A further relaxation of measures to contain the COVID-19 pandemic is not set to take place in Cyprus before March, since the Cabinet decided on Wednesday for the measures as they have been relaxed so far to continue to be in force until February 28, in order to be able to review the outcomes of the second phase of relaxing measures which started on February 8 and in light of concerns over coronavirus variants.
"Following a recommendation by the ministerial committee on dealing with the pandemic, the Council of Ministers decided today to extend the second phase of the strategy for a gradual lifting of restrictive measures until February 28, 2021," a Ministry of Health press release says.
Despite epidemiological indices improving, during a meeting on Tuesday the ministerial committee reviewed epidemiological data and took into account the fact that the second phase started on Monday, February 8 and its outcomes will have to be reviewed in the coming weeks, the press release ads.
The Ministry of Health further notes that another factor taken into account "was the strong concern at pan-european level on the new virus variants."
"Given that the variants which have been detected so far in most EU states, including Cyprus, cause a more aggressive and fast transmission of the virus, the Ministers responsible agreed that de-escalation of measures should take place slowly and cautiously to prevent placing undue burden on the epidemiological picture," the press release says.
At the same time the Cabinet also approved with a proposal by the committee to continue the antigen rapid test screening programme of employees on a weekly basis, aiming to continuously monitor employees and avert a breakout of clusters in places of work.
In the meantime, in statements to CNA, member of the Scientific Committee on the pandemic, Professor of Microbiology/Molecular Virology at the University of Nicosia Medical School, Dr. Petros Karayiannis said that a further drop in coronavirus cases is expected to be evident in the coming days, noting however the need to continue to be alert due to the British variant.
Karayiannis, who is a Professor of Microbiology/Molecular Virology at the University of Nicosia Medical School, said that it is "encouraging that yesterday we had a double digit number of cases for the first time in some time." He expressed the hope that this will continue and improve further despite the opening of retail businesses and schools.
The rapid tests which are used to monitor the situation, he said, will help us to detect in timely manner any problem and while vaccinations continue and we are at least shielding our elderly and the people in care homes, "I believe we will be OK."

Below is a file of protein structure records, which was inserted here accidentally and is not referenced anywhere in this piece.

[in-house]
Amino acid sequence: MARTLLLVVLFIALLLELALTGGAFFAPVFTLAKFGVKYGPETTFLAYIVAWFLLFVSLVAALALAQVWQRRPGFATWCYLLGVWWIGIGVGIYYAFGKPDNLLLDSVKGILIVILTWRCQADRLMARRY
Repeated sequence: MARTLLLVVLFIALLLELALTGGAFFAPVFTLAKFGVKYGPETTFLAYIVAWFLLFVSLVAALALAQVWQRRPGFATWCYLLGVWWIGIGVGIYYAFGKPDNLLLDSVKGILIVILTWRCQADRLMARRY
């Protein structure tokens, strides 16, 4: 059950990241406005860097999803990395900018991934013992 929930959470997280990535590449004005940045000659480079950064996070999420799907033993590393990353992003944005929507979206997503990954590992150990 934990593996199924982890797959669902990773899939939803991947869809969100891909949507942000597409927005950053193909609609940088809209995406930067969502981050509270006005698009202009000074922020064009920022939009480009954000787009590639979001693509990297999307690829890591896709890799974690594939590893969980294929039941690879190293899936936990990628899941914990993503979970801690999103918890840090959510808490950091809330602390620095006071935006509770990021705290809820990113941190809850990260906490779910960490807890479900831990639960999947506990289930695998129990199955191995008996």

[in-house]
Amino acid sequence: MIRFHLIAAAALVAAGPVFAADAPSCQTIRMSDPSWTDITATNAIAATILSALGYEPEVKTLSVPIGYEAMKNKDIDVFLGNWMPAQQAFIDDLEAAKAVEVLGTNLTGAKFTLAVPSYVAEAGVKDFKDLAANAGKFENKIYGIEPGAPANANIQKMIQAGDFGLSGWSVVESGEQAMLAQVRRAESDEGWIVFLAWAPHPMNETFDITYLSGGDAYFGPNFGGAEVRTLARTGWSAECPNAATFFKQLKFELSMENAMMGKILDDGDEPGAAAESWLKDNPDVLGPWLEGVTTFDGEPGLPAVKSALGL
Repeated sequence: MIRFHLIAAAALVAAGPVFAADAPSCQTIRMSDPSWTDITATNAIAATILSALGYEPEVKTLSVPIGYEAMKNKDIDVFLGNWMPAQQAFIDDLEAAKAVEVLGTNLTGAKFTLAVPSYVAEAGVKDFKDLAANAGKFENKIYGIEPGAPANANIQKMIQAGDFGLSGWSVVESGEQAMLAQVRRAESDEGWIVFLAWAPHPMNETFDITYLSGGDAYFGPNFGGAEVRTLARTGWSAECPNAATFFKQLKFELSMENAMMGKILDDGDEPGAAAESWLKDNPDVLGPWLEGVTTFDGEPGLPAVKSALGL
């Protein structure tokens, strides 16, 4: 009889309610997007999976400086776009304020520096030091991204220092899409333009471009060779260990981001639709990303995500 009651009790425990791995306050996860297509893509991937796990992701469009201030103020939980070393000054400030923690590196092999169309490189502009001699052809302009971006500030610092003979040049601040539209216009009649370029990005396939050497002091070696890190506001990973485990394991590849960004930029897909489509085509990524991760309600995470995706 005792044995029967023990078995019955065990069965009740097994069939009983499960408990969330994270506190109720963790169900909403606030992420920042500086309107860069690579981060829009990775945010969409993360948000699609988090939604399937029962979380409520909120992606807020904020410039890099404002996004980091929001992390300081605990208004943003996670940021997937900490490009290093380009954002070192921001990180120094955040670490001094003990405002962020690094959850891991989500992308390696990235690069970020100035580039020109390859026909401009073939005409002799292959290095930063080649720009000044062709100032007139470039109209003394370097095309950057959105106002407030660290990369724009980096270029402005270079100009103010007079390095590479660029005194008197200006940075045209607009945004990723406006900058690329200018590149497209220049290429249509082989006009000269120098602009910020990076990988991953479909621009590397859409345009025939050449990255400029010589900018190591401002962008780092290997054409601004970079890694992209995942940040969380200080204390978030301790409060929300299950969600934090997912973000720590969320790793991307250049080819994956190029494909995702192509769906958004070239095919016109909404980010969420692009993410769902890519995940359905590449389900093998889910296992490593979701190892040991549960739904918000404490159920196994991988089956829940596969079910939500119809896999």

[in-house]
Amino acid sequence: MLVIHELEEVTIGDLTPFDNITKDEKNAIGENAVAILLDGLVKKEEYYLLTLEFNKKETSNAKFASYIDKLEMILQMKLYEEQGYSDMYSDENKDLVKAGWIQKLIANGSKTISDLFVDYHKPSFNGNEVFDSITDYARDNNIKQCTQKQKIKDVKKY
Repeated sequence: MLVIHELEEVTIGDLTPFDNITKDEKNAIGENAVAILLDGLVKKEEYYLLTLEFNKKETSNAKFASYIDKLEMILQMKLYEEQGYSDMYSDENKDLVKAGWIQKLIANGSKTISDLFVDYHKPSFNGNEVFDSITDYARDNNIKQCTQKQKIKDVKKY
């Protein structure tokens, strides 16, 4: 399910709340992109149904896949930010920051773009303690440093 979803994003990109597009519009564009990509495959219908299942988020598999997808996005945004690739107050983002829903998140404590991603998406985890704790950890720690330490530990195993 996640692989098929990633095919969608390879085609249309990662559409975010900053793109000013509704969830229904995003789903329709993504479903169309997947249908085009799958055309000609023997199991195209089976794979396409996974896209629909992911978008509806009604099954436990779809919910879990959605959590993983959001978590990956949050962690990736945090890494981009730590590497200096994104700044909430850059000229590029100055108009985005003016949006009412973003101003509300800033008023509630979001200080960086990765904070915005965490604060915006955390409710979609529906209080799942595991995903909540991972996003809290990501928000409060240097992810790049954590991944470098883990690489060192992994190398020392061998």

Replying to a question on the possibility of further easing restrictions in place, the expert said that if Cyprus` epidemiological picture further improves he doesn`t see why there shouldn`t be a further easing of restrictions.
However, he cautioned, "what we must always have in mind is that the British variant is now present in Europe, which is transmitted more easily and may cause more deaths."
"We need to be alert because it could cause us a great problem and overturn the picture we have right now," he stressed. He explained that although it has been ascertained that the British coronavirus variant has been present in Cyprus it is not yet known to what extent it was responsible for the outbreak of cases the country witnessed from Christmas onwards.
He also said that from the press it has also become known that the British variant is also present in the Turkish occupied areas which means that once movement is restored between the two communities, there is a danger that the variant could be re-introduced through the crossing points.
Asked when we will be able to return to normality, Karayiannis said that it will depend entirely on the amount of people who are vaccinated and on how soon vaccines will be updated so that they can protect against variants. It seems, he noted, that the antibodies produced by the current vaccines do not recognise to a great extent the South African strain.
Commenting on public discourse to do with the AstraZeneca vaccine, he recalled that the vaccine has been licensed by the EMA for use in the EU for all ages and that it has already been used for two months in Britain. According to the information, he said, the response has been very good on elderly people, adding that it seems that the vaccine may offer protection up to 85%.
On an drug manufactured in Israel to combat COVID-19, he said that it is experimental and that it needs to go through clinical studies.